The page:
So you've learned about major and minor chords , and maybe you've even used diminished or augmented chords. Though less widely discussed, suspended chords (often referred to as sus chords), are a powerful chord type every musician should understand.
There is no reason to get suspicious-- we'll decode everything you need to understand about this powerful chord type below! Let's go ahead and unpack everything you need to know about sus chords so you can start incorporating them into songs of your own.
Supsended Chords: What Is a Sus Chord?
A "sus" or suspended chord is a triad that's built with a tonic, fifth and either a major second or perfect fourth scale degree. The second or fourth note help create tension as opposed to fully open chords without giving away tone quality. Sus chords are often played on guitar or piano, but they can be performed with any three qualifying notes on any instrument.
Since suspended chords don't have an established major third or minor third, you cannot tell if a sus chord was meant to be used in a major or minor context. This builds opportunities for creating movement, space, and atypical sonic structure across the course of a song. Musicians also often use suspended chords as a transition to the next chord in the progression.
You can hear the unique tone quality of both sus2 and sus4 chords in Tom Petty's Free Falling :
Sus2 or Suspended 2nd Chords
A sus2 chord is a chord consisting of a major second, root note, and fifth. Let's take the D major scale for example: D E F# G A B C#. While the traditional D major chord would be D F# A, a sus2 D chord or Dsus2 would be D E A.
Hear a golden example of sus2 chords in Things of Gold by Snarky Puppy:
Sus4 or Suspended 4th Chords
Sus4 chords tend to be a bit more common than their sus2 counterparts. In this structure, you have the root bass note, a perfect fourth, and the fifth to complete the triad. If we use the D major scale again, we can build a Dsus4 with the three notes D G A.
Hear Sus4 chords in the intro of Crazy by Gnarles Barkely, where the Gsus4 transitions to a G major chord:
When Do I Sus Chords?
Sus chords are incredibly powerful due to their ambiguity from the second note in the chord. Having this ambiguity opens the door to new sonic possibilities, lending sus chords to genres as far ranging from classical music to jazz to modern pop.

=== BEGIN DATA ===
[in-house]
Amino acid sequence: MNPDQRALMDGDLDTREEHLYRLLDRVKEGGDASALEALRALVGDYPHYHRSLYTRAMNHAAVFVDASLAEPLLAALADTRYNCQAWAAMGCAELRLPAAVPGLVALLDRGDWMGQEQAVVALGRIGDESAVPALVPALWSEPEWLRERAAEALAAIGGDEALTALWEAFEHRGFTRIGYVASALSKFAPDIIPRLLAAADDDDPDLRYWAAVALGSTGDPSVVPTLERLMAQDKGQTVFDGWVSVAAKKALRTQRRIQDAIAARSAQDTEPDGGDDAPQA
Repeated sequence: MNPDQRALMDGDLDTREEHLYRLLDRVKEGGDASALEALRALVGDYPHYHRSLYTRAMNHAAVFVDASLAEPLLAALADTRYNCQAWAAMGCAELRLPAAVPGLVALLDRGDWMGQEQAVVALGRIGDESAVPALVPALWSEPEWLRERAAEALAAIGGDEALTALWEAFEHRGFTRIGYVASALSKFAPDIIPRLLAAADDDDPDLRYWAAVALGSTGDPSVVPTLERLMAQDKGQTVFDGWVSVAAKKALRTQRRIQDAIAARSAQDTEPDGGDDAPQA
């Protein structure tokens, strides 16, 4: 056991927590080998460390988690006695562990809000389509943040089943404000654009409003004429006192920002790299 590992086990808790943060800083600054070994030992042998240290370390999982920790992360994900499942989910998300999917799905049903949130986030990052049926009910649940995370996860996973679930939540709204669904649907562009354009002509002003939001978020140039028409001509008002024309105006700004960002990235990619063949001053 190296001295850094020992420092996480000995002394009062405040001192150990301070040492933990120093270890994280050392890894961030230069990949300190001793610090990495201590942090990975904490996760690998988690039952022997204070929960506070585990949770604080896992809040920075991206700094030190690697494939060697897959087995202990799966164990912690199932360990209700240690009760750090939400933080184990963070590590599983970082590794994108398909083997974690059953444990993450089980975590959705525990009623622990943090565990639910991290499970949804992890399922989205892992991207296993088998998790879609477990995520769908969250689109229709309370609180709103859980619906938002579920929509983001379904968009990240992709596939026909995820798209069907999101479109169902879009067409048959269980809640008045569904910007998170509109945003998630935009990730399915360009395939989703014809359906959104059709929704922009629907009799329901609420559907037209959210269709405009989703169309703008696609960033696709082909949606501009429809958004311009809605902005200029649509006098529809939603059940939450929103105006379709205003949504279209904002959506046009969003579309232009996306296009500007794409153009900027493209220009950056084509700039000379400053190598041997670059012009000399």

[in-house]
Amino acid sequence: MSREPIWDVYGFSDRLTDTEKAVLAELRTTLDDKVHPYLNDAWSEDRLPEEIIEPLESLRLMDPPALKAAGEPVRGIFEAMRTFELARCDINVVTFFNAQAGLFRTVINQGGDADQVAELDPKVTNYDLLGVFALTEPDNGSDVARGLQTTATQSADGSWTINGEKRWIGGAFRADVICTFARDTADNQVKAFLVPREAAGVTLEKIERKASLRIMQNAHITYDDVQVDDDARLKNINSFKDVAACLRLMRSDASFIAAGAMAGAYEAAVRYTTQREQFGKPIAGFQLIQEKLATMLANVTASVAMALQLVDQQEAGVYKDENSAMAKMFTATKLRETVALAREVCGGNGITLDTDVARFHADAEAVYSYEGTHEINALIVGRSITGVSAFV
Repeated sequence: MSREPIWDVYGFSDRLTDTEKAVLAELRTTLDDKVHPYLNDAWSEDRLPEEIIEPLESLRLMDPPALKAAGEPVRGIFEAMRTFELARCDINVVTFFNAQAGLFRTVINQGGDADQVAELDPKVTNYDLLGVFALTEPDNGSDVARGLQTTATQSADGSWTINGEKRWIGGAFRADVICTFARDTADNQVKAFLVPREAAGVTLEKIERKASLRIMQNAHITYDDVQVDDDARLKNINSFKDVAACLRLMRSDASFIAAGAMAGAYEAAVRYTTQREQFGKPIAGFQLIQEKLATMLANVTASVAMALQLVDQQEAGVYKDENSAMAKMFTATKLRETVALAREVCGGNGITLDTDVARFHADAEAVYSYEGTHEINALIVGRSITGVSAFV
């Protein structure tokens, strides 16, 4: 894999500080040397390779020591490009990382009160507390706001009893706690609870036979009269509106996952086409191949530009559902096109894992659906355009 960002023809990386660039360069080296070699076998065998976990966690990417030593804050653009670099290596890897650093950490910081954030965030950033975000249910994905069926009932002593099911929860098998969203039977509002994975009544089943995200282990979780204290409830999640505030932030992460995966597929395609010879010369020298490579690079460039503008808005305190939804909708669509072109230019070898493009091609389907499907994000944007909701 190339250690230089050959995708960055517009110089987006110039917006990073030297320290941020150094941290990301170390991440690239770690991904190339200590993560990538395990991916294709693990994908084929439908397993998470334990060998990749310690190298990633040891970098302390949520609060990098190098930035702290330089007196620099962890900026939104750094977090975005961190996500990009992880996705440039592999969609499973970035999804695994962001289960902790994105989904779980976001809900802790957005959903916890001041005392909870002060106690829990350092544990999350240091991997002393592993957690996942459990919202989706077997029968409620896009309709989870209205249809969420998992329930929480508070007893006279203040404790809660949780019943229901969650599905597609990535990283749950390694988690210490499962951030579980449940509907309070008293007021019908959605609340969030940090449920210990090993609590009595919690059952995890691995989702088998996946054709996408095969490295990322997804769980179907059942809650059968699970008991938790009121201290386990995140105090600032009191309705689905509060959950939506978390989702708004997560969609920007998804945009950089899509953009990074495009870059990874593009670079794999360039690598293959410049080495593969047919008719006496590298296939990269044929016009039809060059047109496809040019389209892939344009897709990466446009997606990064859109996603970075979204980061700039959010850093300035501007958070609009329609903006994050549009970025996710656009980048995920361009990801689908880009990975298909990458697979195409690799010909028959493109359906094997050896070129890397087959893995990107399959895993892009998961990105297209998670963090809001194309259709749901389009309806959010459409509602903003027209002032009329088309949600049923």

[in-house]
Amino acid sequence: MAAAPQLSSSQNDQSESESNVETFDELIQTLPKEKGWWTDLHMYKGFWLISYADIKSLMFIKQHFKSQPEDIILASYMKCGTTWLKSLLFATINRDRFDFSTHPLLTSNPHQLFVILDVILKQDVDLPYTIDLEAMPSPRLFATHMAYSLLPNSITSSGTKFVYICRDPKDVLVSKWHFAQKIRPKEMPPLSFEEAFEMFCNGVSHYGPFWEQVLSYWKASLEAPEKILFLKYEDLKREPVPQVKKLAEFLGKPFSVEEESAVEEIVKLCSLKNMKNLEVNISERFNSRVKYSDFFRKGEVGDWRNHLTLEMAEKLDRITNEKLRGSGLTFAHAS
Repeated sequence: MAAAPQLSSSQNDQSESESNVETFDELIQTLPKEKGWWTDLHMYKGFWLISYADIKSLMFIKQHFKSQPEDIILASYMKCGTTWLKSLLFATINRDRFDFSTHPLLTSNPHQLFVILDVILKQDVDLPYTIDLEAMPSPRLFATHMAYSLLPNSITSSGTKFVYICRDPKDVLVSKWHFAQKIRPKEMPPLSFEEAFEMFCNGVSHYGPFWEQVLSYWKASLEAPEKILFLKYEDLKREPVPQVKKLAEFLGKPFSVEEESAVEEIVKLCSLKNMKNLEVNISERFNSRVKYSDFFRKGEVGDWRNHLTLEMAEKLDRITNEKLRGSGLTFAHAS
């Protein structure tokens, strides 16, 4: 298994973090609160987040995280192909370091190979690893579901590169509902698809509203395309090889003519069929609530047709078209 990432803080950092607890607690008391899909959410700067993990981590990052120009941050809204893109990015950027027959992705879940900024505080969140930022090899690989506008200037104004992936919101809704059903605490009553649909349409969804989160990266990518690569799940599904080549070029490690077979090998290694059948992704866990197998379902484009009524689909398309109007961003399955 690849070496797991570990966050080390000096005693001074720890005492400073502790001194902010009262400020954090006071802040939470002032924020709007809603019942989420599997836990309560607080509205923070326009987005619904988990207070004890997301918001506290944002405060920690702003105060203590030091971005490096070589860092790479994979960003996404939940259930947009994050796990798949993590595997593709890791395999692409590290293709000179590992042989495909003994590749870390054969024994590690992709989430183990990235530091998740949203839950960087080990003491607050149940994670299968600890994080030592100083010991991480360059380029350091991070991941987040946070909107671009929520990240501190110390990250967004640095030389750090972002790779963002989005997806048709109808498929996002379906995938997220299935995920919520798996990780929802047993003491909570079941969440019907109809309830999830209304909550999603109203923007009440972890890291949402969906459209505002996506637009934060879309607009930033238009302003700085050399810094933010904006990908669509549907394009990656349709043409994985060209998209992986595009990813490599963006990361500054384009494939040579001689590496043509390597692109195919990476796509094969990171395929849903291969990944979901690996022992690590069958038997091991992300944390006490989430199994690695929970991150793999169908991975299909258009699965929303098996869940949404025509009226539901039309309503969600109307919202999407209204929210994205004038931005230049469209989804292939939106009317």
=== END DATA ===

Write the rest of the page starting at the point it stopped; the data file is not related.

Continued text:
You've likely heard sus chords in your lifetime, even if you can't identify them (yet) on paper. Here are several reasons why musicians use sus chords in their music:
Sus chords create tension since the 2nd and 4th scale degrees, used in sus2 chords and sus4 chords respectively, are more dissonant than the usual major or minor third in a traditional triad. This tension can be manipulated to draw a listener in or out of a section. In classical music, sus chords were used to create more of a sense of resolution by building tension before the final resolve of a note.
You'll often hear sus chords expressed as transitions within chord progressions. Since sus chords are by definition just one note away from a traditional major or minor chord, it's easy to see why suspended chords make great passing chords in a progression.
Since sus chords only define the root note and fifth of the song, you don't have a strong sense of major or minor key. This space provides more room to play around with the sonic structure of a song. Therefore, using sus chords in your backing chord progression allows you to build more depth within the context of the composition, should you want to build something a little more ambiguous.
Sus Chords FAQ
Suspended chords are a lot less complicated than you may think. Check out these commonly asked questions and answers to help you better understand suspended chords as a whole.
What does sus mean for chords?
A sus chord is a triad that does not have the third interval within the triad. The third note of a scale defines major chords and minor chords, so a suspended chord has a distinct ambiguous quality.
What is a sus2 or sus4 chord?
Sus chords or suspended chords are named after the note that's included in the triad outside the first and fifth scale degrees. Sus2 chords include the second scale degree while sus4 chords include the fourth scale degree alongside the tonic and the fifth.
What are the sus chord progressions?
Sus chords are often used in chord progressions as transitions from one key to the next to create and release tension across a chord progression. You can hear sus chords in plenty of popular songs like Ticket to Ride by The Beatles or More Than a Feeling by Boston.
Why do sus chords sound good?
Sus chords create an ambiguous feeling, creating a sense that a single chord can be both a minor chord and major chord at the same time. This openness can sound amazing to our ears, making space for endless sonic possibilities.
Understanding how sus chords work makes it easier for you to coast between major and minor chords in your songs. These specialized triads open up a whole new palette of sounds, giving way to genres as diverse as modern jazz to progressive rock. Have fun manipulating sus chords in your next song!